COLUMBUS -- I'd like to take this opportunity to tell you about House Bill 194 and House Bill 224 and Senate Bill 295.
I'd like to outline for you the contents of HB 194, that ginormous election bill passed over Democratic objections that almost became law, until opponents launched a referendum drive to place it before voters.
I'd like to try to explain how Republican lawmakers managed to sneak some parts of HB 194 into HB 224, via a technical amendment that Democrats didn't question, and how that new bill with its focus on military voters became law with near-unanimous support.
I'd like to review the about face GOP lawmakers made earlier this year when, after months of criticism from the minority party and with a looming ballot issue that promised to bring left-leaning voters to the polls in November, they decided HB 194 wasn't a good idea and opted to repeal it, via SB 295, again over Democratic members' objections.
I'd like to come up with a simple explanation for why the reelection campaign of President Barack Obama is suing the state over HB 194 and HB 224 and SB 295 in a case that questions whether military voters should be allowed to cast ballots in person on the Monday before Election Day when other eligible Ohioans cannot.
I'd like to help you understand why Democrats and HB 194 opponents are so angry that they're referendum won't appear on the November ballot, though Republicans preemptively gave them exactly what their referendum would have accomplished if a majority of voters backed their repeal effort.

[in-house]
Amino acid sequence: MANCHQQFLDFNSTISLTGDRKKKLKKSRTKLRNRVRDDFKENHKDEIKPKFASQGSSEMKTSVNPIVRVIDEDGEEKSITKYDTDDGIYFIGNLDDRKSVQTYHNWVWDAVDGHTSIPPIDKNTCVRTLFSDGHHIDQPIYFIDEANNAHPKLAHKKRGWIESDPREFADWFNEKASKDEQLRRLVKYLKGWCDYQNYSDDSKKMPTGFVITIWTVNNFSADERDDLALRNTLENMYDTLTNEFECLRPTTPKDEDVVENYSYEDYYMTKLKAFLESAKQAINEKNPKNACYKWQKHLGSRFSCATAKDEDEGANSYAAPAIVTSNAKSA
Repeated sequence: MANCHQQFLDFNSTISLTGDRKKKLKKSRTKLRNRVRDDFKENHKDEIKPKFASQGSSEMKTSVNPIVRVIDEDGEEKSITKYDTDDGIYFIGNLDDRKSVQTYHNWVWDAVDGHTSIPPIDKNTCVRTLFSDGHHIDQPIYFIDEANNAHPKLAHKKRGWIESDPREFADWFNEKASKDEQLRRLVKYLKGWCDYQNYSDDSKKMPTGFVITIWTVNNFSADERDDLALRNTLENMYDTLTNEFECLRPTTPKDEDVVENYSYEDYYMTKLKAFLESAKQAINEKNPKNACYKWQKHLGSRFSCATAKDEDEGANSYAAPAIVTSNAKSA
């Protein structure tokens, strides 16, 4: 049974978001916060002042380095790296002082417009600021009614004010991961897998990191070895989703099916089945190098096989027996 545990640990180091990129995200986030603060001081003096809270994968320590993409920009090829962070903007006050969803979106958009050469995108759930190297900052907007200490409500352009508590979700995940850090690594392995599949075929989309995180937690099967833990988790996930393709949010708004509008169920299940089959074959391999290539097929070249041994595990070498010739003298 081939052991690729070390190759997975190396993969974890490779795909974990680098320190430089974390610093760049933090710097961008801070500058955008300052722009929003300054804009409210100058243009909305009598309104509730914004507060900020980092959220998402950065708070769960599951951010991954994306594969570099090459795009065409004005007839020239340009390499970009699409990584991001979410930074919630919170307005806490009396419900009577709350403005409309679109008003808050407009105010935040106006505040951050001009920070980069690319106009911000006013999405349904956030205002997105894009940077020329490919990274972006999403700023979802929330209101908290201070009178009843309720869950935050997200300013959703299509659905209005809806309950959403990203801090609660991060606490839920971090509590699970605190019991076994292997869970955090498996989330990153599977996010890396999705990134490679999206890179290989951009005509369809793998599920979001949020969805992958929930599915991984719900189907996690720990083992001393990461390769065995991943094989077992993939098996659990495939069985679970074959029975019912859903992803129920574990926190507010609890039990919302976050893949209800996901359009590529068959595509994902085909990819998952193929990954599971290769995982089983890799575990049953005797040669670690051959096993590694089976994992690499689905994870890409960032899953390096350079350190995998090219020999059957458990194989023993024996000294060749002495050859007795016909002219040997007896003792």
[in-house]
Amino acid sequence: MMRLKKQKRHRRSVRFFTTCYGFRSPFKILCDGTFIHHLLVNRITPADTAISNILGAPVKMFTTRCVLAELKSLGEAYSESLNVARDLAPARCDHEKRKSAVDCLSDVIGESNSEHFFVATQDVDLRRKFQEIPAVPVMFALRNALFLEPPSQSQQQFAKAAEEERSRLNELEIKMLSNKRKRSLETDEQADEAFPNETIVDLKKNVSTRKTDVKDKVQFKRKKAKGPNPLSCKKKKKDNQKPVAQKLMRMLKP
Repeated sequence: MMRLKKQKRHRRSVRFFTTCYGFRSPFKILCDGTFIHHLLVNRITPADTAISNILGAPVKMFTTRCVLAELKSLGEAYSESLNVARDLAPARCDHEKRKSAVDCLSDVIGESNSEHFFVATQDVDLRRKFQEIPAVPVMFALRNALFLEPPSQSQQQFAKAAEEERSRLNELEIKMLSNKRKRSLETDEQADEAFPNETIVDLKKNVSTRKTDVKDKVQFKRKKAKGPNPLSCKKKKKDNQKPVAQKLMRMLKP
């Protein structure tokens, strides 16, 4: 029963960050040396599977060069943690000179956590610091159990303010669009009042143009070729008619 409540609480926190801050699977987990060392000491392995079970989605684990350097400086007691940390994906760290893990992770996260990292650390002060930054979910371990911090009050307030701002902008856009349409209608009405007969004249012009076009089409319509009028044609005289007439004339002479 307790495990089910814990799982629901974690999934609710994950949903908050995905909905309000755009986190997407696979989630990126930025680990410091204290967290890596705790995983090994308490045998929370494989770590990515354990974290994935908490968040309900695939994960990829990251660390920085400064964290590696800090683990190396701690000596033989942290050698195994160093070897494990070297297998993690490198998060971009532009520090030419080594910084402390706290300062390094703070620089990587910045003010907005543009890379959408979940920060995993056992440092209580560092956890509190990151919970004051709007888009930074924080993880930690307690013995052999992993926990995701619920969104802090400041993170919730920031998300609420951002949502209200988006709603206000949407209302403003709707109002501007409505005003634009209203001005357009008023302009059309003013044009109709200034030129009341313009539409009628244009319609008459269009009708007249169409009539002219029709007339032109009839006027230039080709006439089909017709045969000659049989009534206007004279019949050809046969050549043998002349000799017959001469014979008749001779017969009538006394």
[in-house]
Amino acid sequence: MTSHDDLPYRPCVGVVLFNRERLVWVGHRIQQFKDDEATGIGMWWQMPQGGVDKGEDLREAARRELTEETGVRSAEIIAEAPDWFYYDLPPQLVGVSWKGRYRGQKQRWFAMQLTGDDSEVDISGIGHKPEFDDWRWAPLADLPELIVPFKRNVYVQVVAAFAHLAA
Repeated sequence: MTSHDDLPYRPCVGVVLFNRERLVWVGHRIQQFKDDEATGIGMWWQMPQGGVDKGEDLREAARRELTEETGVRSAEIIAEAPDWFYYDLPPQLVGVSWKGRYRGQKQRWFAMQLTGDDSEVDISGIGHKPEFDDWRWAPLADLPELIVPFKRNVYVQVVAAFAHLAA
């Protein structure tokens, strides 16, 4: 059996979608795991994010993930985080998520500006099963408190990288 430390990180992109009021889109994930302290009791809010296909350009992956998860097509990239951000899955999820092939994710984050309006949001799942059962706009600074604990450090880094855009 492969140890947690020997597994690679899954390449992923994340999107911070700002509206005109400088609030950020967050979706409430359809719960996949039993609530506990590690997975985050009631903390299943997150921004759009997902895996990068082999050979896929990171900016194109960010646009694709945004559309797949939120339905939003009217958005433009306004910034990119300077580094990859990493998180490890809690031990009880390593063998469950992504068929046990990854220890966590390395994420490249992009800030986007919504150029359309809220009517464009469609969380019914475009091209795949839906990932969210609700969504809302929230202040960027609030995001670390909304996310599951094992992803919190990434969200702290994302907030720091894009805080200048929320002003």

I'd like to lay out the challenges facing the state's chief elections official, no matter the political affiliation, during a presidential election year, using the negative national attention on GOP Secretary of State Jon Husted last week and his ultimate decision to limit early in-person voting hours at all elections boards as a prime example.
I'd like to join those people who oversimplify and trivialize such matters and place blame solely on the shoulders of one political party or the other rather than shifting their ire to all of the participating politicians, who would rather bicker in public and score political points than work together to address the real concerns both sides have about polling place access and potential voter fraud.
I'd like to think that sometime after Nov. 6, Statehouse Republicans and Democrats will compromise and offer citizens realistic election reform, with both sides giving a little and getting a little.
I'd really like it if all of the people involved -- Democrats, Republicans, nonpartisans, family, neighbors and friends -- would shift their efforts to helping voters cast ballots, whether in person or through the mail, in the month or so before Election Day.
And I'd really like it if people would pour their energies into making sure they have cast their ballots, whether during Ohio's early voting period in October or on Election Day, instead of in complaining that they don't have access to the polls.
I'd really like all of that to happen, but it would give the partisans another opportunity to do what they do best, and that would confuse Ohioans more than they already are about our elections process.
So just ignore all of the nonsense and go vote when you have the chance.
(Marc Kovac is the Dix Capital Bureau Chief. Email him at firstname.lastname@example.org or on Twitter at OhioCapitalBlog.)